Anyone interested in spirituality or religion will recognize that light, as an illuminating and life-giving energy, has been a much-used metaphor for the divine since time immemorial. Pure light has thus been equated with the light of truth, the light of God, the light of Consciousness, the light of Buddha, the Christ-light or the cosmic light, depending upon where one was born and what one was taught.
Nearly all cultures, peoples, and religious groups through the ages have talked about the phenomenon of light in the context of the spiritual or mystical experience. Spiritually inclined individuals have spoken of being called to the light, of being filled with light, of being guided by the light, and of dissolving in an ocean of light etc. Those who claim to have seen visions of holy beings typically report that they were surrounded by a radiant luminescence.
After Prince Siddhartha Gautama realized his Buddhahood, he taught that all beings are imbued with a spark of inner divine light. In describing the original Buddha-nature, Buddhists use such phrases as innate luminosity, primordial radiance, the unobscured clear natural mind, and the clear light of reality.
The Hindu scriptures refer to this divine light as 'Brahman' as in: "In the supreme golden chamber is Brahman indivisible and pure. He is the radiant light of all lights, and this knows he who knows Brahman." (Mundala Upanishad, Part 2,The Muslim holy book, the Qurâ€™an, referring to man, talks about the little candle flame burning in a niche in the wall of God's temple.According to Jewish tradition, the Israelites were led to 'the promised land' by a 'fiery pillar of light'. David the psalmist sang, "The Lord is my light ..." and "In thy light shall we see ..."
Christ Jesus, the Jewish spiritual teacher, whose followers became known as 'Christians', asserted from his Spirit-consciousness, "I am the light of the world ..." and to others, he said, "You (also) are the light of the world ..." indicating that their essential nature and purpose was the same as his.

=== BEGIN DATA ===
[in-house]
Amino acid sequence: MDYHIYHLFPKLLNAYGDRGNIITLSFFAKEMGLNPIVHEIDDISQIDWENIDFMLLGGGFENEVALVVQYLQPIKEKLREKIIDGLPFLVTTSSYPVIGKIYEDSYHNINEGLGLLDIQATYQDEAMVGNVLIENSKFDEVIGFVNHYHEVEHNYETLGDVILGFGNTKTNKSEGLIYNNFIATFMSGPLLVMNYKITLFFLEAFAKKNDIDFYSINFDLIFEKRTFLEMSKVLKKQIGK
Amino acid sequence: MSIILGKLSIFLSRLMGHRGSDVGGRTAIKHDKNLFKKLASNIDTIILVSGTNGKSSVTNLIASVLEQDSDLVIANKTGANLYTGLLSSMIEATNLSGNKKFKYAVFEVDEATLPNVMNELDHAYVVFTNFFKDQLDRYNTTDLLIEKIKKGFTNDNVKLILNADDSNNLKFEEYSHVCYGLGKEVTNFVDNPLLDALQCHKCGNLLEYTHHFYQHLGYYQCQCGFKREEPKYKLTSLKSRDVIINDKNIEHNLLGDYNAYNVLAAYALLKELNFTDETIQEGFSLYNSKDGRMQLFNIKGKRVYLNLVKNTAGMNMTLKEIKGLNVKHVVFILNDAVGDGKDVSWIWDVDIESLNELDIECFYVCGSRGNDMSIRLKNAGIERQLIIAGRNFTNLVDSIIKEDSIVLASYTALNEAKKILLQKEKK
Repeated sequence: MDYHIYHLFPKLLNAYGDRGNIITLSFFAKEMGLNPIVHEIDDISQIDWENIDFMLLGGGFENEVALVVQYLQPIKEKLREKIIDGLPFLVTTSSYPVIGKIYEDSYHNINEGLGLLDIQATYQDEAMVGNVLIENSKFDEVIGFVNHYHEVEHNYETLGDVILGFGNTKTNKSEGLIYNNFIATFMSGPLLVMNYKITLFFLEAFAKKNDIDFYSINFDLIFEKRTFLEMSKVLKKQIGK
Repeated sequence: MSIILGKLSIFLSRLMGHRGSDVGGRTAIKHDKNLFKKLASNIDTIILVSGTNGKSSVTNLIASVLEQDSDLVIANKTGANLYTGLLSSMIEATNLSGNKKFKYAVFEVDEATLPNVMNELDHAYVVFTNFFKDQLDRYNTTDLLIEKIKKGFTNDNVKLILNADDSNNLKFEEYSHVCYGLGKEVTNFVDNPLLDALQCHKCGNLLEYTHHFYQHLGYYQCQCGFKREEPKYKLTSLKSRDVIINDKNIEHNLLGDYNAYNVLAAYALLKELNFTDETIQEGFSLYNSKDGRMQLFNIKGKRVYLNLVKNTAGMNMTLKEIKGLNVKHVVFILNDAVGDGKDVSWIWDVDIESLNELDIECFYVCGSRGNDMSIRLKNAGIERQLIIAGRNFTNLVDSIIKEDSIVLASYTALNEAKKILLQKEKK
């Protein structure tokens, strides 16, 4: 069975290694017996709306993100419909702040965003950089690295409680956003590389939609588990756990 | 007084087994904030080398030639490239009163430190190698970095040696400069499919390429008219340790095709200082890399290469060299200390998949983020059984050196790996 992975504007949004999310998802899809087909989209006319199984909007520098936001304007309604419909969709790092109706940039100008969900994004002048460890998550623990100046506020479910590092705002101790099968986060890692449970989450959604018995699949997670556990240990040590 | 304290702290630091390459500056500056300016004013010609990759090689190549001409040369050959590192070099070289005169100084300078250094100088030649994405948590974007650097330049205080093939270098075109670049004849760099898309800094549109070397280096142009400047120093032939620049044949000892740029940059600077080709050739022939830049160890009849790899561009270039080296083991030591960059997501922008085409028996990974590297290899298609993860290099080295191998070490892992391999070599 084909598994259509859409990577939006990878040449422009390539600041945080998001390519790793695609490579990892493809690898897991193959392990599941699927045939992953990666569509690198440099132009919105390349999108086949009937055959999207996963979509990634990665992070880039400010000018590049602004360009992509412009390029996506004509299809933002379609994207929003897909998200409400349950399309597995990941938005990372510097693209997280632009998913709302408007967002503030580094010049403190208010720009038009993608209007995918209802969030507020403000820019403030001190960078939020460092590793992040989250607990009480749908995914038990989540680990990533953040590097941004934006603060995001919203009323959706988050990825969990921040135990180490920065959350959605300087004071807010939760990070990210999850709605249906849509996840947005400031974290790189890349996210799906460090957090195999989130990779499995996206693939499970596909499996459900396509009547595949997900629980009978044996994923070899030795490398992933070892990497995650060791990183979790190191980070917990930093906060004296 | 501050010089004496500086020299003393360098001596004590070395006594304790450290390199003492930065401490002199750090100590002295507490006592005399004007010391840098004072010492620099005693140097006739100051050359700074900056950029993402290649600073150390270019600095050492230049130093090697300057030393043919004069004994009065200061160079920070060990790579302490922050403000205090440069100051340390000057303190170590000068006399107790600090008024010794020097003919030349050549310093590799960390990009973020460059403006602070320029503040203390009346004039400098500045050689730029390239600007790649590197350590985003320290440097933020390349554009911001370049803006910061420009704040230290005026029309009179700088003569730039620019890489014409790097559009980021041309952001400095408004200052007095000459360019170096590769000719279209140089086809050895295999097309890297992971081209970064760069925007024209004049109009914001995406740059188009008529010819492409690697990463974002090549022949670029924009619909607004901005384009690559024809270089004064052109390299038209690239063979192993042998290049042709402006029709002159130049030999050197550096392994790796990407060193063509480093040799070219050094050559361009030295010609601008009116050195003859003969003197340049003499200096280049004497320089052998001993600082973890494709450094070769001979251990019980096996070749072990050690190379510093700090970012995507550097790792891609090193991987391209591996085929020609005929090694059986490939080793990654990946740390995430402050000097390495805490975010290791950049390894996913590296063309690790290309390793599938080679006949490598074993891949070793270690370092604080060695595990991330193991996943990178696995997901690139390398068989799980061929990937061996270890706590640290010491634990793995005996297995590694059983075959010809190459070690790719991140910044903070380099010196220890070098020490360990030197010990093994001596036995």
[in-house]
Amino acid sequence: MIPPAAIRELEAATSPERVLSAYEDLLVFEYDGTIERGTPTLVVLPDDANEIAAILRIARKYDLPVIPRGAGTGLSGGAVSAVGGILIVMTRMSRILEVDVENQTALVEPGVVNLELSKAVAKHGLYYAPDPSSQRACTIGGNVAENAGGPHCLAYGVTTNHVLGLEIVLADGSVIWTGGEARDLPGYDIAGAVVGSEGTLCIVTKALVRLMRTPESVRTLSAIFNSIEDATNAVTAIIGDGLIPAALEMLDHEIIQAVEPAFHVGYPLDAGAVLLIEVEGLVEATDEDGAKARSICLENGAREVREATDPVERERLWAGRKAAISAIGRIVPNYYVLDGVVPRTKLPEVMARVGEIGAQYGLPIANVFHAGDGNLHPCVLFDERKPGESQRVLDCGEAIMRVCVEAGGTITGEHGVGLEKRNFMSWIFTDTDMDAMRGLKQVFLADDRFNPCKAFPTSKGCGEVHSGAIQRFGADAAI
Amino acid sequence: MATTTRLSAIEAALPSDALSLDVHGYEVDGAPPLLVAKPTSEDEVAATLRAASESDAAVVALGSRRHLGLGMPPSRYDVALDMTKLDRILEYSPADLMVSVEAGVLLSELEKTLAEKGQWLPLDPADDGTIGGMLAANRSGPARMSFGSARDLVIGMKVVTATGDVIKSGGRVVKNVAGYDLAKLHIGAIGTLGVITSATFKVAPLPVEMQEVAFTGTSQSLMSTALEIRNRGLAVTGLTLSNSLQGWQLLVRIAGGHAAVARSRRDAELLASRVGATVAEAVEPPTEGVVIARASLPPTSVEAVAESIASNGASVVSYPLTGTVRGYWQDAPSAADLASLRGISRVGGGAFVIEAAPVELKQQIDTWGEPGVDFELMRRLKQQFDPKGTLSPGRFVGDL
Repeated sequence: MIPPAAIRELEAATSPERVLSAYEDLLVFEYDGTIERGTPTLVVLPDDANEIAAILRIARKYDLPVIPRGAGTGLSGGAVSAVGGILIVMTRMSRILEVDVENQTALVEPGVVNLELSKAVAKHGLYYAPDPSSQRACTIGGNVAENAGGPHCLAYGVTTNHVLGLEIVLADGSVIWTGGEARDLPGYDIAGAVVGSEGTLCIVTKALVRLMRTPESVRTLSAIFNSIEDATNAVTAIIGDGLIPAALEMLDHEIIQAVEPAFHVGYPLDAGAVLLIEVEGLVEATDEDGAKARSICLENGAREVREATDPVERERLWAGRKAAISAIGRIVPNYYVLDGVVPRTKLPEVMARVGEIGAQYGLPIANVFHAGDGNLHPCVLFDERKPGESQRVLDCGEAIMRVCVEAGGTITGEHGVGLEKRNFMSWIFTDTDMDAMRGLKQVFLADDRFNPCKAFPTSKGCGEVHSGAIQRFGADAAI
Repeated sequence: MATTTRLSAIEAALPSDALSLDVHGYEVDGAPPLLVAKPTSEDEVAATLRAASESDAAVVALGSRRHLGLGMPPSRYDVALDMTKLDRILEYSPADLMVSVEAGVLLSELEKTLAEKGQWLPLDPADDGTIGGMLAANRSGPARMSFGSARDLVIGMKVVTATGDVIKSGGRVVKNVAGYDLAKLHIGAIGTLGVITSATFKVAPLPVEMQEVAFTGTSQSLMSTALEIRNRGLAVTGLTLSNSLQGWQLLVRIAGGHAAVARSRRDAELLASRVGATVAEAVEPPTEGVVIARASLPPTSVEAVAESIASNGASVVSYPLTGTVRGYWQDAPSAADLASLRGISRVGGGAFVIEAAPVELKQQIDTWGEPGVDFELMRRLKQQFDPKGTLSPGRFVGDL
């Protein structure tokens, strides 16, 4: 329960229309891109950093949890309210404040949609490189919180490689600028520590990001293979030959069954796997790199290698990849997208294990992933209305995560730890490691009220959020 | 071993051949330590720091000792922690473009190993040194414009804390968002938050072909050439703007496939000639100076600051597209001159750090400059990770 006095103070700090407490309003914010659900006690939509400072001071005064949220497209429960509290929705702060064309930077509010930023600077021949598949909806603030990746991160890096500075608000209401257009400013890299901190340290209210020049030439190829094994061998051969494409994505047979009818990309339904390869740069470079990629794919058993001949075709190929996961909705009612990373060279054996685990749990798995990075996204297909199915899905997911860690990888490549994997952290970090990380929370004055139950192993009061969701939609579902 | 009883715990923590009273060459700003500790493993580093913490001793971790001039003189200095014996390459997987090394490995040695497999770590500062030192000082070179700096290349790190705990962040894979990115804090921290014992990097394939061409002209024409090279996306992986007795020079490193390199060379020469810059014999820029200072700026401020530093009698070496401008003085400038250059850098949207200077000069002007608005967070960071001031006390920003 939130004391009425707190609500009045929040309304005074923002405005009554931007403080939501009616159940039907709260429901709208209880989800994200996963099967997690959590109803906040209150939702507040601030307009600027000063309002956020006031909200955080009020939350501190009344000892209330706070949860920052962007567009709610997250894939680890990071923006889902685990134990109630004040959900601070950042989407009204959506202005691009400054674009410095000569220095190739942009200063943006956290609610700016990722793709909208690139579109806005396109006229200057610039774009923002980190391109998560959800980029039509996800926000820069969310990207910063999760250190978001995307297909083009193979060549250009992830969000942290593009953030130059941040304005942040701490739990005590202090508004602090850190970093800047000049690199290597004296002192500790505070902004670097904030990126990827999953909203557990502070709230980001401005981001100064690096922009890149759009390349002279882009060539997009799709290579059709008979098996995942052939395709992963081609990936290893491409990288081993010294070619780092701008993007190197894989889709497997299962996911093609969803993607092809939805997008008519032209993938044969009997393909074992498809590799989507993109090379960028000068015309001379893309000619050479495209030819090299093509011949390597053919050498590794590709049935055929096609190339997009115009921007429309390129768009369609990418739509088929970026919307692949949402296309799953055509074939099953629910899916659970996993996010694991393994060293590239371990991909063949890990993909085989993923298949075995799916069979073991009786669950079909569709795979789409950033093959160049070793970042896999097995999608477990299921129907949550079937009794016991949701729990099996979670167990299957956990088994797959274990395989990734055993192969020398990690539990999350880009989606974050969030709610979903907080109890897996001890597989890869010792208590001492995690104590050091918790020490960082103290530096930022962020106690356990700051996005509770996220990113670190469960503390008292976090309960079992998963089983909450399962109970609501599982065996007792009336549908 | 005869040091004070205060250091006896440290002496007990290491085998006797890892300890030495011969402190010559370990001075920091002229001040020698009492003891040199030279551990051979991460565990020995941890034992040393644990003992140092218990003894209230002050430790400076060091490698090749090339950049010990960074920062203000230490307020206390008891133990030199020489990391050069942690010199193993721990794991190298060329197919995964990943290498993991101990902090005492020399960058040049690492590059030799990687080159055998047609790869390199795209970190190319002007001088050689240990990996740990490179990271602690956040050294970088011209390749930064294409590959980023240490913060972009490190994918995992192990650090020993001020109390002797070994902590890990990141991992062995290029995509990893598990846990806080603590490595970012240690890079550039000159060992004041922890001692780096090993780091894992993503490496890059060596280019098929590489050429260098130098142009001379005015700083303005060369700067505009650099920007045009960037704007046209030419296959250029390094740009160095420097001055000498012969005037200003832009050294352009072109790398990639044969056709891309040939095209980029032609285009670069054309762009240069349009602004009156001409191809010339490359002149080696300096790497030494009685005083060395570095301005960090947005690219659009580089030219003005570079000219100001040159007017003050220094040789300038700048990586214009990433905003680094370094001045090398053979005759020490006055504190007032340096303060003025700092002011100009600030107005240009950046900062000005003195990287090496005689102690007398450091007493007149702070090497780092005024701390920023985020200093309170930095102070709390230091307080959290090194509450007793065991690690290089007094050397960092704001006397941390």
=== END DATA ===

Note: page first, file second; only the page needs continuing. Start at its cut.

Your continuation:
The Bible, as we now have it, states that God not only lives in light (Ex 24:10, 1 Tim 6:16) and is clothed with it (Ps 104:2), but 'He' is light (1 John 1:5). The New Testament reports that John the Baptist came to bear witness to that light and that Jesus said, "They that follow me (live as I live) will not walk in darkness but have the light of life."
Around about the 2nd centuries of the Current Era, the gnostic, 'Hermes Trismegistus', wrote what we know today as the Corpus Hermetica.
In the Poimander section of the document, Hermes experiences God as an infinite Light, which he describes as "That which is unpolluted, which has no limit, no color, no form, is motionless, naked, shining, which can only be apprehended by Itself, the unalterable Good, the Incorporeal."
That infinite Light is the Divine Mind (Nous), which speaks to Hermes, telling him, "This Light is I, Myself, thy God, ... and the luminous Word (Logos) issuing from Me is the Son of God."
In another early gnostic Christian document, the 'Dialogue of the Savior', Jesus explained that our natural dwelling place is a “place of life” where “the true mind dwells” that is “only pure light.”
Many of the Church fathers referred to the divine light within. God's transcendence, for instance, is frequently described as ecstatic light by Symeon the New Theologian in the 11th century and Gregory Palamas in the 14th. These Greek saints can be seen as sequential mystical theologians glorifying the radiance of God in the Orthodox illuminative tradition.